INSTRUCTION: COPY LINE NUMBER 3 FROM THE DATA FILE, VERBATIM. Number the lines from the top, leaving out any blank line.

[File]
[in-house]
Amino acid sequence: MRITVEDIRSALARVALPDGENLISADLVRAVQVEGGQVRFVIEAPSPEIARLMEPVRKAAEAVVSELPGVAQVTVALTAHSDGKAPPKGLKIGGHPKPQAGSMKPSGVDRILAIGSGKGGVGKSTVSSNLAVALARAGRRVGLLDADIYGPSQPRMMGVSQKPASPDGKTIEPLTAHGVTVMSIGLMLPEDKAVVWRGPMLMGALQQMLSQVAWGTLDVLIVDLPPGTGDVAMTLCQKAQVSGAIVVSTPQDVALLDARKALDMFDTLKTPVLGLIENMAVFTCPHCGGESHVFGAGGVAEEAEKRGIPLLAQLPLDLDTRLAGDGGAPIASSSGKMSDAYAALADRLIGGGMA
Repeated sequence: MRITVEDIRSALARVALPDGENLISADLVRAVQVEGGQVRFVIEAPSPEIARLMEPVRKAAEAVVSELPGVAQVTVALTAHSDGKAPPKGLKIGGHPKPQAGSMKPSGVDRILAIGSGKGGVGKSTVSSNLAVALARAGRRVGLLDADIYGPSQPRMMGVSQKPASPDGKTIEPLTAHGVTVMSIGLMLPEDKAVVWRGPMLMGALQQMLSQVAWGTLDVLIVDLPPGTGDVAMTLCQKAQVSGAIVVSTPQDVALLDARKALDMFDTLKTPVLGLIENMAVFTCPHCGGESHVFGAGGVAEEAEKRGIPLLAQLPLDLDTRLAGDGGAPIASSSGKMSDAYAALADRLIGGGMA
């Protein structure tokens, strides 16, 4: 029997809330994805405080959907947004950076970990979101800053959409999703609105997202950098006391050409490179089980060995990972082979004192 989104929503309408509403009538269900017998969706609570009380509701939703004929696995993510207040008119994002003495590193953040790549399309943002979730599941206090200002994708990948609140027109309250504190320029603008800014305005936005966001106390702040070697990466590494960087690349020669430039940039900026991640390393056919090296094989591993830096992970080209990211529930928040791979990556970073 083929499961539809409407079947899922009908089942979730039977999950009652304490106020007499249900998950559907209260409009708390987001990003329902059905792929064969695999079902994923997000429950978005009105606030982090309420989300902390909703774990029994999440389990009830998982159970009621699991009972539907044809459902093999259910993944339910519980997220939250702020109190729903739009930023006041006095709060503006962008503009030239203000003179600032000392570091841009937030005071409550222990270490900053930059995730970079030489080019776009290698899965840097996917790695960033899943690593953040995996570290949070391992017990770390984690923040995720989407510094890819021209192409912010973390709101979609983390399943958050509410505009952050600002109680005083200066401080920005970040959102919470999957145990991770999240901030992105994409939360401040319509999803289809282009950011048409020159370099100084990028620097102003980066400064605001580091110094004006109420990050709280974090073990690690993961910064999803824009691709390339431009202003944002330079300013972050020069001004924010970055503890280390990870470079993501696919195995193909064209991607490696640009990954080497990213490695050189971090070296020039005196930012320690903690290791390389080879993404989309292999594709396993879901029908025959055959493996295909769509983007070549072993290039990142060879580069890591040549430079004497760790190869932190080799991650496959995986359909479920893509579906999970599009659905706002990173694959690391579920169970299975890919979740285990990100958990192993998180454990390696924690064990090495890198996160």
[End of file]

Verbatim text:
Repeated sequence: MRITVEDIRSALARVALPDGENLISADLVRAVQVEGGQVRFVIEAPSPEIARLMEPVRKAAEAVVSELPGVAQVTVALTAHSDGKAPPKGLKIGGHPKPQAGSMKPSGVDRILAIGSGKGGVGKSTVSSNLAVALARAGRRVGLLDADIYGPSQPRMMGVSQKPASPDGKTIEPLTAHGVTVMSIGLMLPEDKAVVWRGPMLMGALQQMLSQVAWGTLDVLIVDLPPGTGDVAMTLCQKAQVSGAIVVSTPQDVALLDARKALDMFDTLKTPVLGLIENMAVFTCPHCGGESHVFGAGGVAEEAEKRGIPLLAQLPLDLDTRLAGDGGAPIASSSGKMSDAYAALADRLIGGGMA